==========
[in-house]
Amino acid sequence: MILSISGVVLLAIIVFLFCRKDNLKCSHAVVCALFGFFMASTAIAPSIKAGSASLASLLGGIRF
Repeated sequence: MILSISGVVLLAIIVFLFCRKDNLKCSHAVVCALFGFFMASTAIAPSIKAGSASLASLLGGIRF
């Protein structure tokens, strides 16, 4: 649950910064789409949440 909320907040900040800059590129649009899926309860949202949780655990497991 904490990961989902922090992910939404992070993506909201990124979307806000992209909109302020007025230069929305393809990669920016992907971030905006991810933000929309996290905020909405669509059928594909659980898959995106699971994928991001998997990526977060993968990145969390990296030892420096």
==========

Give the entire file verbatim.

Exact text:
[in-house]
Amino acid sequence: MILSISGVVLLAIIVFLFCRKDNLKCSHAVVCALFGFFMASTAIAPSIKAGSASLASLLGGIRF
Repeated sequence: MILSISGVVLLAIIVFLFCRKDNLKCSHAVVCALFGFFMASTAIAPSIKAGSASLASLLGGIRF
């Protein structure tokens, strides 16, 4: 649950910064789409949440 909320907040900040800059590129649009899926309860949202949780655990497991 904490990961989902922090992910939404992070993506909201990124979307806000992209909109302020007025230069929305393809990669920016992907971030905006991810933000929309996290905020909405669509059928594909659980898959995106699971994928991001998997990526977060993968990145969390990296030892420096």